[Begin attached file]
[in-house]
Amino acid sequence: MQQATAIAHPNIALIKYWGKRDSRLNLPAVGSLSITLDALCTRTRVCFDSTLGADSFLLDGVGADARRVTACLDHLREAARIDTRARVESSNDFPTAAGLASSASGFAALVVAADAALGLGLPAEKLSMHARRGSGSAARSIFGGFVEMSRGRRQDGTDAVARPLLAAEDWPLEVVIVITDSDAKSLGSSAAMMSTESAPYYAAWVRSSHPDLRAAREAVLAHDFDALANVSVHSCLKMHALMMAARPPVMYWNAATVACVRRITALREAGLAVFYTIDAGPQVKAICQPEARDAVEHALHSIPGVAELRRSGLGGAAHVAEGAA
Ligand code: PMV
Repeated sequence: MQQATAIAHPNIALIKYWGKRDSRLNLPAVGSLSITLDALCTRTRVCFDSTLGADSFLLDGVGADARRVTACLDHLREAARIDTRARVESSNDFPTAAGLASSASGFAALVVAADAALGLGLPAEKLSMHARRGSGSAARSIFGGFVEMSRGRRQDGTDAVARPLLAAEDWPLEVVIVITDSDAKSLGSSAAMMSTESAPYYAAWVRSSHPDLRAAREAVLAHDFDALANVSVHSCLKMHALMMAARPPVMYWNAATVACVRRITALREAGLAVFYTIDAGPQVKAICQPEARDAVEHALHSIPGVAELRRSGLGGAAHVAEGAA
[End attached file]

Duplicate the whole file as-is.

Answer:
[in-house]
Amino acid sequence: MQQATAIAHPNIALIKYWGKRDSRLNLPAVGSLSITLDALCTRTRVCFDSTLGADSFLLDGVGADARRVTACLDHLREAARIDTRARVESSNDFPTAAGLASSASGFAALVVAADAALGLGLPAEKLSMHARRGSGSAARSIFGGFVEMSRGRRQDGTDAVARPLLAAEDWPLEVVIVITDSDAKSLGSSAAMMSTESAPYYAAWVRSSHPDLRAAREAVLAHDFDALANVSVHSCLKMHALMMAARPPVMYWNAATVACVRRITALREAGLAVFYTIDAGPQVKAICQPEARDAVEHALHSIPGVAELRRSGLGGAAHVAEGAA
Ligand code: PMV
Repeated sequence: MQQATAIAHPNIALIKYWGKRDSRLNLPAVGSLSITLDALCTRTRVCFDSTLGADSFLLDGVGADARRVTACLDHLREAARIDTRARVESSNDFPTAAGLASSASGFAALVVAADAALGLGLPAEKLSMHARRGSGSAARSIFGGFVEMSRGRRQDGTDAVARPLLAAEDWPLEVVIVITDSDAKSLGSSAAMMSTESAPYYAAWVRSSHPDLRAAREAVLAHDFDALANVSVHSCLKMHALMMAARPPVMYWNAATVACVRRITALREAGLAVFYTIDAGPQVKAICQPEARDAVEHALHSIPGVAELRRSGLGGAAHVAEGAA